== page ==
Frame 2 (just grasping basics, no more)
Frame 3 (coping with basics and some advanced concepts)
Frame 4 (mastering basics and some advanced concepts)
Frame 5 (mastering subject, requiring stretch work)
2. Have teachers review these grids each half-term.
3. Collect in the data each half-term as a running record of the school’s quality of delivery. You can develop whatever admin around this that seems useful or appropriate.
4. Evalute these Value Added Frames Grids, plus any attached notes and accompanying material from subject teachers. (Note: not every student will progress along the Frames, but there should be evidence that at least some students are progressing or that any ‘stuck’ students are being addressed.) ___
5. Understand to a sufficient degree how each subject teacher has dealt with the requirement for value to be added to students. This may require visiting a teacher and viewing their subject in operation. ___
6. Once the Value Added data has been reported for two half terms, review and see if any line or subject needs correction so that value is being added. ___
7. Using a checklist of subjects, spot-check each teacher’s delivery. (Note that you don’t have to check every subject, just the ones which you suspect might be having trouble adding value over a half term.) ___
8. Correct anything found. ___
As a rough guide, each subject should be adding value as measured by the Frames to at least some students in their class over a period of about 6 weeks. This allows time for the teacher to address varying abilities and speeds. The simple datum is:
If no value is being added, the teaching approach needs to be evaluated. If too much value is being reported as having been added, the understanding of ‘value added’ needs to be evaluated.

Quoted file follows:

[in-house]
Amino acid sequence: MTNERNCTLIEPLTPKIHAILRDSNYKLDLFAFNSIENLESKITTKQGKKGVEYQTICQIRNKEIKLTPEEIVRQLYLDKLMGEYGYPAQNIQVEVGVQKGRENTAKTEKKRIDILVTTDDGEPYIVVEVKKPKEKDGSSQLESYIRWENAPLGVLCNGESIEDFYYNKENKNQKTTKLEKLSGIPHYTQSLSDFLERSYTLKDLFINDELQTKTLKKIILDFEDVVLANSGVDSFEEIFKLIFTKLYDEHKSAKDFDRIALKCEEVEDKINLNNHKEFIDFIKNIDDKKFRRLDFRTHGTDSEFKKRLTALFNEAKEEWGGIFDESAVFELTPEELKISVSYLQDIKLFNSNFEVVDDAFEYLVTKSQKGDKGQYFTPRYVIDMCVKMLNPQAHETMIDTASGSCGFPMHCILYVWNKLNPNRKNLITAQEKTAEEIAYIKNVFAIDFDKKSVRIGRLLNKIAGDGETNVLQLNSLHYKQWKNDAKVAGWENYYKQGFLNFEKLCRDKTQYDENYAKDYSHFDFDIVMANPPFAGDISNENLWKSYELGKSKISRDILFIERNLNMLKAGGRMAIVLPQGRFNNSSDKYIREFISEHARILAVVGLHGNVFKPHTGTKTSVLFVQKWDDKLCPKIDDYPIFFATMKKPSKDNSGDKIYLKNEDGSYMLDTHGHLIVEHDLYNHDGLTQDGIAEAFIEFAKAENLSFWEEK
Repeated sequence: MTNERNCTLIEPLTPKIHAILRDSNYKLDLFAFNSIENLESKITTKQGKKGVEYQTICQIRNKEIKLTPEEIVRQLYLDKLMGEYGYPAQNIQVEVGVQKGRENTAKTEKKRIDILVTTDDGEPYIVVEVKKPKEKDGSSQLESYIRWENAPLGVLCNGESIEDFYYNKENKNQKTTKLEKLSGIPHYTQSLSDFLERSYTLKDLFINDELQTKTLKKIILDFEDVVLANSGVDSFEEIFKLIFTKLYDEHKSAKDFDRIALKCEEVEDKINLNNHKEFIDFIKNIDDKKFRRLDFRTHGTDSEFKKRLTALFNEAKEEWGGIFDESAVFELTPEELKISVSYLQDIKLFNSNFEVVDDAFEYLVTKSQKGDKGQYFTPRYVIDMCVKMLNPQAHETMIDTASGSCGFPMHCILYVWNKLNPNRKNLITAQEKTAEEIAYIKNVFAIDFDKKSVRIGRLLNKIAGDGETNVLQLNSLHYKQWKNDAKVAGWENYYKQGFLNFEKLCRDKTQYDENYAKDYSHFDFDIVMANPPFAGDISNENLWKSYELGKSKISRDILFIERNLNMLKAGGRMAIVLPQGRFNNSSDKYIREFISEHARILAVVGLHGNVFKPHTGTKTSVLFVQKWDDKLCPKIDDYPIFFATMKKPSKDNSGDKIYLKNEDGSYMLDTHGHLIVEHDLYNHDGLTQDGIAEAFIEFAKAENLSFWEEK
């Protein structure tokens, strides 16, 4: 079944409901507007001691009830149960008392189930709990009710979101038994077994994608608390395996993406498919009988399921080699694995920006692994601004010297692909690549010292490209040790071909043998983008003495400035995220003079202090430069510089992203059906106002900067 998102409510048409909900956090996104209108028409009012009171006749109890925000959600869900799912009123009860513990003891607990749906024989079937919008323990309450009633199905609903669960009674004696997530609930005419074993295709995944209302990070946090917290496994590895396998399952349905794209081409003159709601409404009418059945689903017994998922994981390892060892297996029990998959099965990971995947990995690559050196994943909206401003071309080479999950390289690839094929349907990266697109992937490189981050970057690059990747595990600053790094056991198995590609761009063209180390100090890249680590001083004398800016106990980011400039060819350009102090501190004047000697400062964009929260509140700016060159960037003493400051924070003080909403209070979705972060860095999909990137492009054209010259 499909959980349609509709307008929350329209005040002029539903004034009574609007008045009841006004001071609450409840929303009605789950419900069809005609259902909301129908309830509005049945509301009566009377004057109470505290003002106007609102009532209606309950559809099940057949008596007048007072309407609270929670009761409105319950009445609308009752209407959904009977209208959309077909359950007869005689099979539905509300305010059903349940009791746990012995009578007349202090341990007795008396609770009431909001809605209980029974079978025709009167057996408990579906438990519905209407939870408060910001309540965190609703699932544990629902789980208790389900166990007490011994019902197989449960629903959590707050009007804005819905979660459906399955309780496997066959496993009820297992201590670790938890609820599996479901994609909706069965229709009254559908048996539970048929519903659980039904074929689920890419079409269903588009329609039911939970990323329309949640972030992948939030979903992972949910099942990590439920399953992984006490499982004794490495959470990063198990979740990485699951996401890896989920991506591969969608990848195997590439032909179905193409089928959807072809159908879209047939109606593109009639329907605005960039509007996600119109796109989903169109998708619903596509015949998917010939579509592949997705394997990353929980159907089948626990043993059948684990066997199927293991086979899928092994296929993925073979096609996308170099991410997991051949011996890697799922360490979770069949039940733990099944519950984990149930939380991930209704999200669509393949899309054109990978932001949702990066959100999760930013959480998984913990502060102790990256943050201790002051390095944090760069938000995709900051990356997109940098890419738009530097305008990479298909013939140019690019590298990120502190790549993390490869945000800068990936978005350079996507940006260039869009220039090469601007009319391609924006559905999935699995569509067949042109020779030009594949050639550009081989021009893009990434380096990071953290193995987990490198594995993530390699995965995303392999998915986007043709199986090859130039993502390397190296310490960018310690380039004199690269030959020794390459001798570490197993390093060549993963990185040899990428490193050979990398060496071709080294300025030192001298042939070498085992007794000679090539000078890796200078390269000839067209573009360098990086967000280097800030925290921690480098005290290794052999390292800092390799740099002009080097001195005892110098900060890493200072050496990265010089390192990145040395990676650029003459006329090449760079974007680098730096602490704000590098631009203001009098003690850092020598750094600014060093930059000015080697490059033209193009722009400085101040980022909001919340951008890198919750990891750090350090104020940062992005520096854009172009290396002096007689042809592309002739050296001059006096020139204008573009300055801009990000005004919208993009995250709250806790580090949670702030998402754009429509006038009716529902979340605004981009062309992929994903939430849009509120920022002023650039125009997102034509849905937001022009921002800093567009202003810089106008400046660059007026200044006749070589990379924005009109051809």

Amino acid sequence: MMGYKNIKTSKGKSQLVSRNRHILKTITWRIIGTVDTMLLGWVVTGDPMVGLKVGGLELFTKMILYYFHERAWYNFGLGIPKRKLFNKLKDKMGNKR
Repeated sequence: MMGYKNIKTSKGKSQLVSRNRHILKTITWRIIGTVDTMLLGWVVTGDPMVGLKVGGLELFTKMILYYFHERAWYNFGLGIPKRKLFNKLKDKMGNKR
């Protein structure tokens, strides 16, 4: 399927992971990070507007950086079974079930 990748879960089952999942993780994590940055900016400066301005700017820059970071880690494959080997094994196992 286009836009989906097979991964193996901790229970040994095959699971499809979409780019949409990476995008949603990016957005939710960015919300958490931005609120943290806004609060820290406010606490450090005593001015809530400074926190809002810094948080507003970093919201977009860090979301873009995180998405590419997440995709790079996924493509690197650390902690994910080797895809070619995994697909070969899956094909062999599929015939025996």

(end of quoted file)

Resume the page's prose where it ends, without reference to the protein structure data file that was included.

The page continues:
For example, if Year 8 Geography has 19 students in it in a week, then at least four of those students should be moving across about one frame in a half-term. If the Value Added is consistently reported as the same, or consistently reported as ‘every student is suddenly Frame 5’, you know that something is wrong.
If for some reason there is a wild variation in this data after 6 weeks, you will need to investigate to make sure that the teacher understands what Value Added is and how to report it.
Given the above, by the end of the first half term the expectation would be that the total Value Added being reported was approximately (allowing for absenteeism, differing student speeds and so forth) a 20% shift of students towards the right, i.e. towards the next frame of ability.
If the Value Added is 20% or more, then the condition is acceptable. (It shouldn’t be too far above that, otherwise something is not being reported correctly, per the above datum.)
If the Value Added is markedly less than 20% in total, then the condition is unacceptable. Rather than apply a general remedy to the whole school, your task would be to find out which specific subject is performing below par and correct whatever is found.
This might take some work to get up and running fully in a school, but it will be worth it for the students and the teachers.